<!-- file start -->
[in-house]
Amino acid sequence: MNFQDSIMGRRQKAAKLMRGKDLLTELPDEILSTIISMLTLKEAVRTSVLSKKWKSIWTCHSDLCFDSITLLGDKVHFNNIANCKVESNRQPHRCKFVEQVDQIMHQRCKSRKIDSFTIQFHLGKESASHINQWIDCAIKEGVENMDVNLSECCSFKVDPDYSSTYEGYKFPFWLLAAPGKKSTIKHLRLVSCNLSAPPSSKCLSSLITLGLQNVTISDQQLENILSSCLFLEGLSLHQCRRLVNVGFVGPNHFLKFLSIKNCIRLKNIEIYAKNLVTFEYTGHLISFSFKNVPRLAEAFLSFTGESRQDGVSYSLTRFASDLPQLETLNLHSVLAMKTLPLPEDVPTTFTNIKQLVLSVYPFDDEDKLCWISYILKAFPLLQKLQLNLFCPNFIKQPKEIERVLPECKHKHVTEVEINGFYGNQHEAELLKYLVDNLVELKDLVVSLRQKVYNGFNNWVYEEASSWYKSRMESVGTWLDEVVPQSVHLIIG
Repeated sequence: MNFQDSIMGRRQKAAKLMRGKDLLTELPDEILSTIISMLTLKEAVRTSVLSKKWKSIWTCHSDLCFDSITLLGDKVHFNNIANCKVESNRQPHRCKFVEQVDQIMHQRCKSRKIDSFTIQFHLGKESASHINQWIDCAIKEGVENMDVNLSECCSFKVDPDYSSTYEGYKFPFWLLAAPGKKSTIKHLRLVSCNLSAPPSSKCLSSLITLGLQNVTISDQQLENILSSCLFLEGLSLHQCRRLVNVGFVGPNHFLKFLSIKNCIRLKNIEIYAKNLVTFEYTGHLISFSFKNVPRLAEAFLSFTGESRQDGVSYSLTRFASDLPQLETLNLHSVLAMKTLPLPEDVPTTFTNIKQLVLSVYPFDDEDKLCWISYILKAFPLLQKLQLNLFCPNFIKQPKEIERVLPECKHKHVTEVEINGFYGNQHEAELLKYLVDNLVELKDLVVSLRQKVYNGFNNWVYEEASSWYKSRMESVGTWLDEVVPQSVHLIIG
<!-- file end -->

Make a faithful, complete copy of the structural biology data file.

[in-house]
Amino acid sequence: MNFQDSIMGRRQKAAKLMRGKDLLTELPDEILSTIISMLTLKEAVRTSVLSKKWKSIWTCHSDLCFDSITLLGDKVHFNNIANCKVESNRQPHRCKFVEQVDQIMHQRCKSRKIDSFTIQFHLGKESASHINQWIDCAIKEGVENMDVNLSECCSFKVDPDYSSTYEGYKFPFWLLAAPGKKSTIKHLRLVSCNLSAPPSSKCLSSLITLGLQNVTISDQQLENILSSCLFLEGLSLHQCRRLVNVGFVGPNHFLKFLSIKNCIRLKNIEIYAKNLVTFEYTGHLISFSFKNVPRLAEAFLSFTGESRQDGVSYSLTRFASDLPQLETLNLHSVLAMKTLPLPEDVPTTFTNIKQLVLSVYPFDDEDKLCWISYILKAFPLLQKLQLNLFCPNFIKQPKEIERVLPECKHKHVTEVEINGFYGNQHEAELLKYLVDNLVELKDLVVSLRQKVYNGFNNWVYEEASSWYKSRMESVGTWLDEVVPQSVHLIIG
Repeated sequence: MNFQDSIMGRRQKAAKLMRGKDLLTELPDEILSTIISMLTLKEAVRTSVLSKKWKSIWTCHSDLCFDSITLLGDKVHFNNIANCKVESNRQPHRCKFVEQVDQIMHQRCKSRKIDSFTIQFHLGKESASHINQWIDCAIKEGVENMDVNLSECCSFKVDPDYSSTYEGYKFPFWLLAAPGKKSTIKHLRLVSCNLSAPPSSKCLSSLITLGLQNVTISDQQLENILSSCLFLEGLSLHQCRRLVNVGFVGPNHFLKFLSIKNCIRLKNIEIYAKNLVTFEYTGHLISFSFKNVPRLAEAFLSFTGESRQDGVSYSLTRFASDLPQLETLNLHSVLAMKTLPLPEDVPTTFTNIKQLVLSVYPFDDEDKLCWISYILKAFPLLQKLQLNLFCPNFIKQPKEIERVLPECKHKHVTEVEINGFYGNQHEAELLKYLVDNLVELKDLVVSLRQKVYNGFNNWVYEEASSWYKSRMESVGTWLDEVVPQSVHLIIG